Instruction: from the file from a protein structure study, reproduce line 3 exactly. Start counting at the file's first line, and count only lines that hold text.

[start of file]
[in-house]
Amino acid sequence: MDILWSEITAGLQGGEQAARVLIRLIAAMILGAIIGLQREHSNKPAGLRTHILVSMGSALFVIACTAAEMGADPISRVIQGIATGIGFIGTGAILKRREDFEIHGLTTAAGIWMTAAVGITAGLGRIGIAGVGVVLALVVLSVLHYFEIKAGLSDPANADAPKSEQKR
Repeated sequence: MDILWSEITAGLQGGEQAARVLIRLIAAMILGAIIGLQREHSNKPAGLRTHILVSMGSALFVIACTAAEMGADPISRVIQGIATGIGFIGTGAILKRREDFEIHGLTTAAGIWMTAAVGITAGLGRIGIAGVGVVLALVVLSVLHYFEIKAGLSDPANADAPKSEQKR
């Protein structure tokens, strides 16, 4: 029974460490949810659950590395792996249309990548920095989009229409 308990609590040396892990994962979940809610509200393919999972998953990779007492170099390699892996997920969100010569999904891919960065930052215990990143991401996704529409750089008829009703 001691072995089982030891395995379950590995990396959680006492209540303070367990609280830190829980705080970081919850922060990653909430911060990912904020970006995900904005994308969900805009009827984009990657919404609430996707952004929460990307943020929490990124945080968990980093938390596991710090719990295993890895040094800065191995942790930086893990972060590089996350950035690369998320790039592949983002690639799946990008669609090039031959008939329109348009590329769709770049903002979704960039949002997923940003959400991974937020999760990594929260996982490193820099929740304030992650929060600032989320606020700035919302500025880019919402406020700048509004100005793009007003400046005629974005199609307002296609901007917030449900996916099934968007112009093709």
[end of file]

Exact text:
Repeated sequence: MDILWSEITAGLQGGEQAARVLIRLIAAMILGAIIGLQREHSNKPAGLRTHILVSMGSALFVIACTAAEMGADPISRVIQGIATGIGFIGTGAILKRREDFEIHGLTTAAGIWMTAAVGITAGLGRIGIAGVGVVLALVVLSVLHYFEIKAGLSDPANADAPKSEQKR